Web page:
Many baseball organizations like their pitchers the size of outside linebackers – 6-foot-4, 240 pounds, with an arm that can rifle a fastball through the nearest wall.
Then there’s the Modesto Nuts’ Nick Neidert. He looks more like, well, you and me.
“I’ve been doubted since I was a little kid,” the righthander said after a pregame workout last week. “They said I was too small or too skinny. I had a little adversity to overcome.”
Neidert, 20, always fueled his personal engine with slights, both real and perceived. Though he’s only 6-1 and 185 – an ordinary physique for the neighborhood he’s trying to reach – he compensates with tenacity and talent.
The Seattle Mariners, the Nuts’ new parent club, apparently don’t mind that Neidert can’t lift small autos onto the curb. He’s their No. 3-ranked minor-league prospect.
Neidert has made a smooth transition from the Low-A Clinton (Iowa) LumberKings last year to High-A Modesto this spring. He’s 4-0 with a 3.35 ERA going into Tuesday night’s scheduled start against Rancho Cucamonga at Thurman Field, but his overall command gives him consistently high marks. His 10 strikeouts two weeks ago against Lake Elsinore indicates that he’s on schedule.
4-0 Nick Neidert’s record
His ability to throw his low-to-mid-90 fastball, changeup and curve for strikes makes him worth the attention. Continued development of his slider will help.
“Last year, he was mainly fastball,” Nuts pitching coach Pete Woodworth said. “This year, he’s learning how to pitch.”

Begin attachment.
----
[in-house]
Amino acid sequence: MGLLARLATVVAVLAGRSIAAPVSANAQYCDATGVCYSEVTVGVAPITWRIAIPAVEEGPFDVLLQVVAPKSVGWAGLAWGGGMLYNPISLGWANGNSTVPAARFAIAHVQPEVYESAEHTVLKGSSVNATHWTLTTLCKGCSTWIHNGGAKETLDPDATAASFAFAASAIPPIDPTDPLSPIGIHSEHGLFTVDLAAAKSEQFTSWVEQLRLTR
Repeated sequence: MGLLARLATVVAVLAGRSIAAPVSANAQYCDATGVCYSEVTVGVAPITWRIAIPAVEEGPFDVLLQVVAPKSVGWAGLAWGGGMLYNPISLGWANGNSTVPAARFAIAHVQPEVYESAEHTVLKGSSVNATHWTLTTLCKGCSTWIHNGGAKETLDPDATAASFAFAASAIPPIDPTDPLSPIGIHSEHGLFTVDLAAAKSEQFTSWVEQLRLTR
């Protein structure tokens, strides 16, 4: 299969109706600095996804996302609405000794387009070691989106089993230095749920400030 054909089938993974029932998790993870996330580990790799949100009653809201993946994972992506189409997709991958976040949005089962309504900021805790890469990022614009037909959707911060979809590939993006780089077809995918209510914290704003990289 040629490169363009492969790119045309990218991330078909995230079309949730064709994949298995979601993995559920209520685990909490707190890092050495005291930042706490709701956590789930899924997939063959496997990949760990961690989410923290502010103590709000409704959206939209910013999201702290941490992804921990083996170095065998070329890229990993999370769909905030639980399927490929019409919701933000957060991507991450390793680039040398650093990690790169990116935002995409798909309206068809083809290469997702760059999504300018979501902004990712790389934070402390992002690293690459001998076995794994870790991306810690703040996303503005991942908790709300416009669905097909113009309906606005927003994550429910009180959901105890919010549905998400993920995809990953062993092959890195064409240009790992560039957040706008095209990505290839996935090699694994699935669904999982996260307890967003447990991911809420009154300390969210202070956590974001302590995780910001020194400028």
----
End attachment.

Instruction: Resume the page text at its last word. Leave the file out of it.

It’s Neidert’s competitive juices, however, that coaches and scouts especially like. He appears even younger than his tender age and his pleasant persona might deceive. Fact is, he’s a bona fide gamer in a business that reveres gamers.
He thinks he is (6-4),” Woodworth said. “When it’s 7:05 and it’s his day, he’s a true competitor.”
The seeds to those instincts were planted when he was a kid in Suwanee, Ga., about a 45-minute drive on Interstate 85 from Atlanta. He quickly adapted to the fact he wasn’t the biggest kid on the block.
He was raised on Atlanta Braves baseball, in fact, and admired gifted pitchers John Smoltz, Greg Maddux and Tom Glavine.
“Just watching them do their thing was incredible,” Neidert said. “It helps to look back and look what they did. They weren’t really power pitchers, but they sure did spot-up. That’s what I try to do.”
Neidert, the 60th overall pick of the 2015 draft, walked only 13 batters in 91 innings last year at Clinton. This season, it’s more of the same – 46 strikeouts and only eight walks in 40 2/3s innings.
“The ball carries a little better than it did in the Midwest League. Hitters have a little better plan at the plate,” he said. “It’s a hitters’ league, so if you dell well pitching, it says a lot.”
I’ve been doubted since I was a little kid. They said I was too small or too skinny. I had a little adversity to overcome.
Neidert will get no argument from Nuts manager Mitch Canham, who knows Neidert is one of the reasons why Modesto leads the Cal League’s North Division.
“Players like playing behind him. He’s very competitive,” Canham said. “He doesn’t care about size or statistics. He’s very selfless and is just a genuine person.”
If Neidert sweats the expectations that come with being a closely watched prospect, he doesn’t show it.
“I don’t take it as pressure,” he said. “I go about my business the same way.”